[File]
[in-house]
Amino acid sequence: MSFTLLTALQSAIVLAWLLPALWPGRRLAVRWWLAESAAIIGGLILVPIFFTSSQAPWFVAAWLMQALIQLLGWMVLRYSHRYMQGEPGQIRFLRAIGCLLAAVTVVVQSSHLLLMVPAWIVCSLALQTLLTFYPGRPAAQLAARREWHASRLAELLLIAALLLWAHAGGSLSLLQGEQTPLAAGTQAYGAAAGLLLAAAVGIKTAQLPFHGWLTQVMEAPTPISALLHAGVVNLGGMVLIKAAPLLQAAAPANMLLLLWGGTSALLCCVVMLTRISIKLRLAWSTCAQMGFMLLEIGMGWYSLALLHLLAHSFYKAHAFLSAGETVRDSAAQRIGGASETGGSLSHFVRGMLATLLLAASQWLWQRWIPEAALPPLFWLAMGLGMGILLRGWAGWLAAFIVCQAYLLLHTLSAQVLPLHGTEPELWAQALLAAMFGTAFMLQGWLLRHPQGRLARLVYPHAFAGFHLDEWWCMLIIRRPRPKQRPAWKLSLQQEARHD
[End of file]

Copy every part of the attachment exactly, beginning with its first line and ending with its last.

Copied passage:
[in-house]
Amino acid sequence: MSFTLLTALQSAIVLAWLLPALWPGRRLAVRWWLAESAAIIGGLILVPIFFTSSQAPWFVAAWLMQALIQLLGWMVLRYSHRYMQGEPGQIRFLRAIGCLLAAVTVVVQSSHLLLMVPAWIVCSLALQTLLTFYPGRPAAQLAARREWHASRLAELLLIAALLLWAHAGGSLSLLQGEQTPLAAGTQAYGAAAGLLLAAAVGIKTAQLPFHGWLTQVMEAPTPISALLHAGVVNLGGMVLIKAAPLLQAAAPANMLLLLWGGTSALLCCVVMLTRISIKLRLAWSTCAQMGFMLLEIGMGWYSLALLHLLAHSFYKAHAFLSAGETVRDSAAQRIGGASETGGSLSHFVRGMLATLLLAASQWLWQRWIPEAALPPLFWLAMGLGMGILLRGWAGWLAAFIVCQAYLLLHTLSAQVLPLHGTEPELWAQALLAAMFGTAFMLQGWLLRHPQGRLARLVYPHAFAGFHLDEWWCMLIIRRPRPKQRPAWKLSLQQEARHD